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Understanding Vacuum and Pressure
As they relate to Player Pianos

Like compressed air, vacuum puts the atmosphere to work. But unlike compressed air, vacuum uses the surrounding atmosphere to create the work force.

Evacuating air from a closed volume develops a pressure differential between the volume and the surrounding atmosphere. If this closed volume is bound by the surface of a vacuum cup and a workpiece, atmospheric pressure will press the two objects together. The amount of holding force depends on the surface area shared by the two objects and the vacuum level.

One inch of water equals 0.036127 psi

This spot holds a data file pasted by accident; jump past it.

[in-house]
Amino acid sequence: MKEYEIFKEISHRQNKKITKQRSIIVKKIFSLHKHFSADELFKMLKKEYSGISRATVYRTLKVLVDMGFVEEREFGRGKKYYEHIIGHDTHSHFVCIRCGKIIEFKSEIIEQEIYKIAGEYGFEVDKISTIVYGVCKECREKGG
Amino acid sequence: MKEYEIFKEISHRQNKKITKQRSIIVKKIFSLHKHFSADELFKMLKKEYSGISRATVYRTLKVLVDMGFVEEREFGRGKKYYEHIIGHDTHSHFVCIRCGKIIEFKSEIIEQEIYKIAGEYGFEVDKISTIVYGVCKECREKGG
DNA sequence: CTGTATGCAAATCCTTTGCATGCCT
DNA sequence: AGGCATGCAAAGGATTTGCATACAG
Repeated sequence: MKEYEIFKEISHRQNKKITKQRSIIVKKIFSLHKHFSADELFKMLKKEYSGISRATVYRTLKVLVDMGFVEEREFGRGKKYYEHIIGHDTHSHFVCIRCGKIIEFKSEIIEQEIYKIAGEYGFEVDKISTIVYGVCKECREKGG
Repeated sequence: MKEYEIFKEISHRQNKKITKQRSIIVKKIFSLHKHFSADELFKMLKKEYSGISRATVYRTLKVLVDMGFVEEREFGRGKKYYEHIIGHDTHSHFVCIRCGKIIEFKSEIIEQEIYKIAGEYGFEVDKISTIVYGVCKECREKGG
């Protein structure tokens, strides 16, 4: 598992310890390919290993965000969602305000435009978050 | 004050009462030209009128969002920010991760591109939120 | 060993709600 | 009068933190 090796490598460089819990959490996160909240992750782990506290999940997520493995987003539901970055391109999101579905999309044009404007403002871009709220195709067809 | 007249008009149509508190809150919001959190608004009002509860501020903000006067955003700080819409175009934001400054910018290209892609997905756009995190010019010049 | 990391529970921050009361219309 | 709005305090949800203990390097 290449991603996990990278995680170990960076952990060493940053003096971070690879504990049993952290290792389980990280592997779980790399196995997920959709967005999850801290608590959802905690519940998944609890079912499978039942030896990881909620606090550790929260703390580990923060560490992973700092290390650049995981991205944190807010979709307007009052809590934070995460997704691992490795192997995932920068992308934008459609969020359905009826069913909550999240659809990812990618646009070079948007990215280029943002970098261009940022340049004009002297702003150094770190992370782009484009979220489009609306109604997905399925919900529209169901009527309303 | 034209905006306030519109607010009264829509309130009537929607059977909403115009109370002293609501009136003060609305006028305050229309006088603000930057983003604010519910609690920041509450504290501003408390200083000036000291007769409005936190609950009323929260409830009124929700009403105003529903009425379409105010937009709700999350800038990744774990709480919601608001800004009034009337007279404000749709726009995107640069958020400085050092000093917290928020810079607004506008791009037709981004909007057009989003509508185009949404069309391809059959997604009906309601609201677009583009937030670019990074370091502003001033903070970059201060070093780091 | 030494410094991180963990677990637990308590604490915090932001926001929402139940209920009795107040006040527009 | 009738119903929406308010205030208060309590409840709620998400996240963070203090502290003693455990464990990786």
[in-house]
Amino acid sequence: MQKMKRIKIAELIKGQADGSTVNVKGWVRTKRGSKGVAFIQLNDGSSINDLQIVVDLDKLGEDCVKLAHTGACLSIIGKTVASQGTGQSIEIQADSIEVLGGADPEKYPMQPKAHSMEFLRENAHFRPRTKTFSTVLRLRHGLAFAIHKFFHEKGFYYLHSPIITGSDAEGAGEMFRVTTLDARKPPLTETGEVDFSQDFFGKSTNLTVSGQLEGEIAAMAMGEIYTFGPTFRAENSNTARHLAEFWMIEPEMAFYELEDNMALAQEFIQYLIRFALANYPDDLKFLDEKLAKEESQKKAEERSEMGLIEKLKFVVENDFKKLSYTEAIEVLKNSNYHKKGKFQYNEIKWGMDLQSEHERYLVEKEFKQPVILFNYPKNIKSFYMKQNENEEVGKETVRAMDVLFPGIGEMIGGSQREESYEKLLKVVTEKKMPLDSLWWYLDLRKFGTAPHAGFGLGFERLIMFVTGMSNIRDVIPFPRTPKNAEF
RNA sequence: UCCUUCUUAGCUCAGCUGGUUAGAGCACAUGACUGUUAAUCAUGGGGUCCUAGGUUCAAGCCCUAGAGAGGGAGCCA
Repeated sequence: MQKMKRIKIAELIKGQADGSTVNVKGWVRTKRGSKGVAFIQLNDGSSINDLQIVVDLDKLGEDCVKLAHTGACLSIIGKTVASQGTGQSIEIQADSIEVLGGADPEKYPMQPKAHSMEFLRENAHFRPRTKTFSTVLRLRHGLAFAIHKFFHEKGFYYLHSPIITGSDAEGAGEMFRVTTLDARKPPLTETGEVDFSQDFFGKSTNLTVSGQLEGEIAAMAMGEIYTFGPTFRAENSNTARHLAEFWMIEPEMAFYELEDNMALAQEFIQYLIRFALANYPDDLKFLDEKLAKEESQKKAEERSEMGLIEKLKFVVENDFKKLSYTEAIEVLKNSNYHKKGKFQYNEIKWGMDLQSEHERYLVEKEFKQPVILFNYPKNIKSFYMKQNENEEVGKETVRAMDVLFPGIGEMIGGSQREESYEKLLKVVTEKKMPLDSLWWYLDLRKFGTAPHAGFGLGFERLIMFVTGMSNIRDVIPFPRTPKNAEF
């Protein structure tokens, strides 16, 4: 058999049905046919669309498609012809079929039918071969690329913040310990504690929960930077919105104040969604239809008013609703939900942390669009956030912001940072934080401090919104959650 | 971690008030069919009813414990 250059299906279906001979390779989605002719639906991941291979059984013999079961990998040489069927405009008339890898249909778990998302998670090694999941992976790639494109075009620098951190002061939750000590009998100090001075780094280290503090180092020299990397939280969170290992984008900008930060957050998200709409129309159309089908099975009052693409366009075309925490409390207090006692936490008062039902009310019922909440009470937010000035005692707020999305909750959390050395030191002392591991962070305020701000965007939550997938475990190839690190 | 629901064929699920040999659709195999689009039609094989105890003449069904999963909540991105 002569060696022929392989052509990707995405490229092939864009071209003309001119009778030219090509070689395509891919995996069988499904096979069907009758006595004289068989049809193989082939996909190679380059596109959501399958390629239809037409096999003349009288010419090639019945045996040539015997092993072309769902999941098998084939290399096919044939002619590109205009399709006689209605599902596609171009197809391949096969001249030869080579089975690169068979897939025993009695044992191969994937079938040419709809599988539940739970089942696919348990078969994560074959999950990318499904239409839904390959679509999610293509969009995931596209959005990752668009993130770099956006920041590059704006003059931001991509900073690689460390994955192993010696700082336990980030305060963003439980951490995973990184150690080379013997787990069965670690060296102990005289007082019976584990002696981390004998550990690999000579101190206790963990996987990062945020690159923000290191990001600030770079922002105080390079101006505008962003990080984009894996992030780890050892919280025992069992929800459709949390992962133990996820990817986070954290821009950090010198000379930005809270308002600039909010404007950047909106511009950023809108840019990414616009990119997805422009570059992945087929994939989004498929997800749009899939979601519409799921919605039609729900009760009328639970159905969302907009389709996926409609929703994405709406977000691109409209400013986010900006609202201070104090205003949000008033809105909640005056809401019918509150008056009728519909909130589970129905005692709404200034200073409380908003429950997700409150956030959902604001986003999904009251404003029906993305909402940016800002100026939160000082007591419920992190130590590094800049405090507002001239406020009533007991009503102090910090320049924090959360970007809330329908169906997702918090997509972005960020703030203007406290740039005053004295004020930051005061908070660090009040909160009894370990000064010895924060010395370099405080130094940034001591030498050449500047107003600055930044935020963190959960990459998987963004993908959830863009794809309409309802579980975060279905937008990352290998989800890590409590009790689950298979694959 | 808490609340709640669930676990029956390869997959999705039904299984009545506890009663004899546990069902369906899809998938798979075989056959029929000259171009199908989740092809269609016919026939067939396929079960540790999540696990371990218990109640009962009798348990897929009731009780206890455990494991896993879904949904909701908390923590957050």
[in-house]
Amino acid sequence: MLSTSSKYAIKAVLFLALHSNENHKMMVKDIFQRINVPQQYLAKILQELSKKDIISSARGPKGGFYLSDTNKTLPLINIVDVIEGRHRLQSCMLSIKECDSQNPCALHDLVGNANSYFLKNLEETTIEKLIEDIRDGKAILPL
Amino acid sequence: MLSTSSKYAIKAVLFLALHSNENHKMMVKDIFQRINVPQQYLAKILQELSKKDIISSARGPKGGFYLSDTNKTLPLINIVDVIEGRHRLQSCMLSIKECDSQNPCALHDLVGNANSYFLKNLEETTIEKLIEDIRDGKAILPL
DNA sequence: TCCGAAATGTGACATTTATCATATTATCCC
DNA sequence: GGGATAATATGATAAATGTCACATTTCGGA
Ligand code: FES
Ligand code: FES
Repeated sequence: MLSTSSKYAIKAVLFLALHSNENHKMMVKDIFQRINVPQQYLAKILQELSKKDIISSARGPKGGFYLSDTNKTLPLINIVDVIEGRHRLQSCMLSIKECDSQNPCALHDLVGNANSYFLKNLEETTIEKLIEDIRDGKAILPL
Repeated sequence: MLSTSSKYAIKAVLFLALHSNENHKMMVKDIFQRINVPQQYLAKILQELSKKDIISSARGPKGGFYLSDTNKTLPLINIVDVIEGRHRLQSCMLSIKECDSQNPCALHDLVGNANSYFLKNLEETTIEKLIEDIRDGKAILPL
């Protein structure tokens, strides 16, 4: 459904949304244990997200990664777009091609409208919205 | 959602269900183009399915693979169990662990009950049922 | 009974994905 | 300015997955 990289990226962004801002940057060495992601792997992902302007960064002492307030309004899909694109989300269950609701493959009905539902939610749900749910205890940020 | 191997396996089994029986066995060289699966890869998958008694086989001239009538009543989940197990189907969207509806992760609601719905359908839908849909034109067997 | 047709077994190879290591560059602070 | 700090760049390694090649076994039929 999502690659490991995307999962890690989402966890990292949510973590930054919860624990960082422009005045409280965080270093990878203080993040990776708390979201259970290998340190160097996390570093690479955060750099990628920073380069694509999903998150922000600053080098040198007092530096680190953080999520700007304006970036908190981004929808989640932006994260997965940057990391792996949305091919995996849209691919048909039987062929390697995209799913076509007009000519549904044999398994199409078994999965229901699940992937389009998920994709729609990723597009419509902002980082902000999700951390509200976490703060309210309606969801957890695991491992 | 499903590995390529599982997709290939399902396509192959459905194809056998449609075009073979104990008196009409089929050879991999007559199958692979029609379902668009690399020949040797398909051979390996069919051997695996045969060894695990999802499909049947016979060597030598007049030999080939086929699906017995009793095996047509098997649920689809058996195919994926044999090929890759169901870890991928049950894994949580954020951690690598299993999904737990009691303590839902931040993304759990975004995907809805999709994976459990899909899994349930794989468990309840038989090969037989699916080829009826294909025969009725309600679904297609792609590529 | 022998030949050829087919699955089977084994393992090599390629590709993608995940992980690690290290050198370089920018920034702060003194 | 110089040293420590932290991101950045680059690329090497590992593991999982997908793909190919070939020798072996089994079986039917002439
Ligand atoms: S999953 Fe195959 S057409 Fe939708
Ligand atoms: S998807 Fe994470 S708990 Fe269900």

Hi John, since we use inches of water column , 1 pound pressure will raise a column of water 27.6799048425 inches.

The table Jody suggested did not seem to answer your question. Here are the conversion factors in both directions: Pressure in psi X 27.6778 = Pressure in Inches of water. Pressure in Inches of water X .03613 = Pressure in psi

Typical vacuum cleaner reduces air pressure by about 20%

In 1654, 1. Otto von Guericke invented the first vacuum pump[36] and conducted his famous Magdeburg hemispheres experiment, showing that teams of horses could not separate two hemispheres from which the air had been partially evacuated. Robert Boyle improved Guericke's design and with the help of Robert Hooke further developed vacuum pump technology. Thereafter, research into the partial vacuum lapsed until 1850 when August Toepler invented the Toepler Pump and Heinrich Geissler invented the mercury displacement pump in 1855, achieving a partial vacuum of about 10 Pa (0.1 Torr). A number of electrical properties become observable at this vacuum level, which renewed interest in further research.